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Medical Student Education

Medical Student Education

The Department of Orthopaedic Surgery participates in the medical education curriculum for third- and fourth-year medical students at Indiana University School of Medicine – and rotating students from other medical schools – through the required surgery clerkship and advanced clinical electives.

These programs are designed to give those interested in treating the musculoskeletal problems of the human body a chance to explore orthopaedic surgery as a career while receiving impeccable training that will make them competitive for residency.

Students will have the opportunity to learn from faculty members working out of some of the top hospitals in downtown Indianapolis, including two Level 1 trauma centers at IU Health Methodist Hospital and the Sidney and Lois Eskenazi Hospital, as well as the nationally-ranked Riley Hospital for Children at IU Health. Rotation locations also include the Richard L. Roudebush Indianapolis VA Medical Center and multiple IU Health hospitals and surgery centers around Central Indiana.

Students from all IU School of Medicine regional campuses can take part in the electives in Indianapolis. If you have any questions about our medical education program, contact Hollyn Mangione.

Third-year Clerkship

Students who take the department's Orthopaedic Surgery Clerkship learn how to take a musculoskeletal history and perform a musculoskeletal physical examination.
The rotation also helps students understand treatment for the orthopaedic problems they see.
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MD Program Third-year Clerkship


Medical students form important professional relationships with the faculty, staff and residents they work alongside during their education.
Mentoring promotes academic success and overall well-being. Students who are interested in obtaining a mentor in orthopaedic surgery should contact their
lead advisor.
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MD Program Clinical Electives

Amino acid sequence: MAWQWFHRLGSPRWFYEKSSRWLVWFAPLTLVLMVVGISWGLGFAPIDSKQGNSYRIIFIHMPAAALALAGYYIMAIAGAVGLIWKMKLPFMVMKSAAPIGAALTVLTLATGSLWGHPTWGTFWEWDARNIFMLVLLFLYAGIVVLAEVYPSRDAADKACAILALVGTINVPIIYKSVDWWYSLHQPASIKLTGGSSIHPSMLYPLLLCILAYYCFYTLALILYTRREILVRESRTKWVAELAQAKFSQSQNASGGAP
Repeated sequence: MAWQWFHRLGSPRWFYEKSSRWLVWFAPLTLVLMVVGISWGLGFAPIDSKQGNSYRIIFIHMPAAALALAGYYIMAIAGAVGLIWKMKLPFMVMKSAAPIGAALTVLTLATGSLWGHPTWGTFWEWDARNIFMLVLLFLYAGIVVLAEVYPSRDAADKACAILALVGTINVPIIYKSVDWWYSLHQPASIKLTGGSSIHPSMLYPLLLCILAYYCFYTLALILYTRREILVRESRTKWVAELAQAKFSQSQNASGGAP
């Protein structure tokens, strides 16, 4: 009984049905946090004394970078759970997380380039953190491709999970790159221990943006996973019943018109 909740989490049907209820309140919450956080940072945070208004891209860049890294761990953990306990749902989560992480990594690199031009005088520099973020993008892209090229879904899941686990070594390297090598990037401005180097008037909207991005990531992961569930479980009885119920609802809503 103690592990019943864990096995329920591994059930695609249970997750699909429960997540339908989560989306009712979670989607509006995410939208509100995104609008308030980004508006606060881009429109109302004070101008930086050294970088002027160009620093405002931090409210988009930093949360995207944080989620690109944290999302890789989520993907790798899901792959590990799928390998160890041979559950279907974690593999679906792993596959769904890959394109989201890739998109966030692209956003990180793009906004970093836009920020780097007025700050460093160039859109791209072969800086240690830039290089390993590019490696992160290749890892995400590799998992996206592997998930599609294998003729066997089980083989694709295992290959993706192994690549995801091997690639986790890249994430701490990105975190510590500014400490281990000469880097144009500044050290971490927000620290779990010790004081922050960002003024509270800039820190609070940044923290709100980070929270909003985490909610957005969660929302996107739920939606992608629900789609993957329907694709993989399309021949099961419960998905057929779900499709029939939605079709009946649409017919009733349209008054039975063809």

Clinical Electives

Students enrolled in clinical electives gain a firm grasp of general orthopaedics from a clinical perspective.
Emphasis is placed upon clinical evaluation, diagnostic testing and diagnosis and treatment plans for patients presenting in typical clinical settings.
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Faculty investigators exercise spirited leadership in their supervisory roles of mentoring, collaborating with and directing those working alongside medical students who participate in research. The department collaborates extensively with other IU School of Medicine departments and IU schools on the Indianapolis campus
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MD Program Guest Students

Guest Students

Third- and- fourth-year medical students from an outside institution may take an orthopaedic surgery elective at IU School of Medicine. Request enrollment through the VSLO/VSAS program offered by the AAMC. The department participates in the Underrepresented in Medicine Visiting Elective Program.
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Student Organizations

The Orthopaedic Surgery Student Interest Group collaborates with faculty, residents and staff to serve as a primary source of information on residencies and careers in orthopaedic surgery. Information is presented through various events, including faculty lectures, surgical skills workshops, research and intern panel discussions, journal clubs, and service events.
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Diversity Award

IU School of Medicine and the Department of Orthopaedic Surgery are committed to enhancing diversity in the department and orthopaedics as a surgical subspecialty. The department offers an annual diversity, equity and inclusion award. This award consists of a $1,250 financial incentive presented annually to one fourth-year medical student who has demonstrated a significant interest in enhancing diversity, equity and inclusion above and beyond the routine role and responsibilities.

This grant is given annually at the student award ceremony in May. Interested applicants should apply by submitting an essay to Hollyn Mangione.

The essay should be a maximum of two pages long, in 12-point font and single spaced. All essays should begin with an abstract paragraph (maximum 300 words). The essay should illustrate how the applicant exemplifies the criteria listed above. Students may nominate themselves or fellow students. IUSM faculty, staff, residents and fellows may also nominate a deserving student. The awardee will be chosen by committee members.

The school’s effort to diversify also include an Underrepresented in Medicine Residency and Fellowship Second Look Program and Underrepresented in Medicine Visiting Elective Program.